There are several reasons trees may boost health, including better air quality, reduced stress and increased physical activity. “Most evidence confirms that tree planting is beneficial in reducing premature mortality,” said David Rojas Rueda, assistant professor of environmental and occupational health at CSU.
Determining whether a chemical is carcinogenic is a complex and often controversial process. Dr. Brad Reisfeld, professor of environmental and occupational health at CSU, weighs in on these classifications and how they effect environmental and public health.
Ticks capable of carrying diseases like Rocky Mountain spotted fever, Colorado tick fever and tick-borne paralysis pose an emerging threat in Colorado, according to a recent study co-authored by ColoradoSPH at CSU faculty and an MPH student/alum.
John Volckens, professor of environmental and occupational health at CSU, co-authored the study that provides a more detailed view of the inequalities in exposure to known air pollutants among different United States populations.
Playing wind instruments – particularly those in the brass section – can spread respiratory particles that may carry the COVID-19 virus, according to a Colorado State University study led by John Volckens, ColoradoSPH professor of environmental and occupational health.
ColoradoSPH at CSU Professor Lorann Stallones has been recognized for her outstanding contribution to agricultural health and safety research by the International Society for Agricultural Safety and Health.
The Colorado School of Public Health’s scholarships focused on advancing equity, diversity and inclusion have seen an increase in support from the philanthropic community and from faculty, staff and alumni. Here, students Tara Sou and Gilbert Fru share their appreciation for the generosity.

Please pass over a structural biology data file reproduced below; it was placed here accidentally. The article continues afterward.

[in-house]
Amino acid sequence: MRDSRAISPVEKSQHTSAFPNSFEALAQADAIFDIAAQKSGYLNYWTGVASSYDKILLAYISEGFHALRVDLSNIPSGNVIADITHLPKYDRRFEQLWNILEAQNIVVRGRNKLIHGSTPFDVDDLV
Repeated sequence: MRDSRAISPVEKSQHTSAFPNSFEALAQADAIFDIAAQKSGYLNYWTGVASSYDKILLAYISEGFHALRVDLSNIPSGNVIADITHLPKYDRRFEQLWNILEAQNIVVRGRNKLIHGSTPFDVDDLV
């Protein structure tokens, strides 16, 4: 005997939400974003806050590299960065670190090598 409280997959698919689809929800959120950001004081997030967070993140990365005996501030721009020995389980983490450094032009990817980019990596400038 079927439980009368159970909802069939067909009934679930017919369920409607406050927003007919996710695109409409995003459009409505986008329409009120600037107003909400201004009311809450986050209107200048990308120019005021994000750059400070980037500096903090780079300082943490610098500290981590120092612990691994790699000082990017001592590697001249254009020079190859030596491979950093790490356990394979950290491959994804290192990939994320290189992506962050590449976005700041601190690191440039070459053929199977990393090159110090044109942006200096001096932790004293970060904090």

Aiming to expose and decrease inequities among people who are incarcerated, CSU MPH graduate Anne Reeder’s research focuses on correctional health care, specifically mental health care, health services administration, and quality of care.
People infected with SARS-CoV-2, the virus that causes COVID-19, shed viral RNA, genetic material from the virus, in their feces. Jude Bayham, ColoradoSPH professor at CSU, discusses why wastewater surveillance is a relatively cheap surveillance method that can provide valuable information about the spread of COVID-19.
Despite the airline industry's assurances that airplane travel is very safe, there have been studies on specific flights that affirm that COVID-19 can easily spread on airplanes, despite safety measures like masks and mandatory COVID-19 tests.
With the COVID-19 positivity rate rapidly increasing in Colorado, Dr. Jude Bayham, assistant professor of epidemiology at CSU, discusses the high probability of increased hospitalizations and deaths in response to the recent surge.
ColoradoSPH Assistant Professor David Rojas-Rueda and ColoradoSPH MPH graduate Jen Roux teamed up to provide a big-picture look at the health status of Colorado residents. Cardiovascular disease, transportation injuries, tobacco use, and low back pain are among the health indicators covered in this new study.
With the Omicron variant now spreading in Colorado, a recent study co-authored by ColoradoSPH Professor of Environmental and Occupational Health John Volkens explored how aerosols from activities like singing and playing instruments affect the spread of COVID-19.
A new consensus study report from NASEM examines evidence gaps in clinical prevention recommendations. The report was developed by a committee that included ColoradoSPH Associate Dean for Research Cathy Bradley and Associate Professor Tianjing Li.
Biking plays a significant role in urban areas and has been suggested as a tool to promote public health. Now, a new study led by ColoradoSPH assistant professor Dr. David Rojas-Rueda has for the first time estimated the health benefits of urban cycling in 17 countries.
On August 2, EPA Administrator Michael S. Regan announced his selections for membership of the Science Advisory Board. Among those selected is Dr. Jonathan Samet, dean and professor of epidemiology, and environmental and occupational health for ColoradoSPH.
A cross-sectional study of essential workers at CSU shows they were able to operate safely in their work environment when complying with public health practices both at and outside work during the COVID-19 pandemic.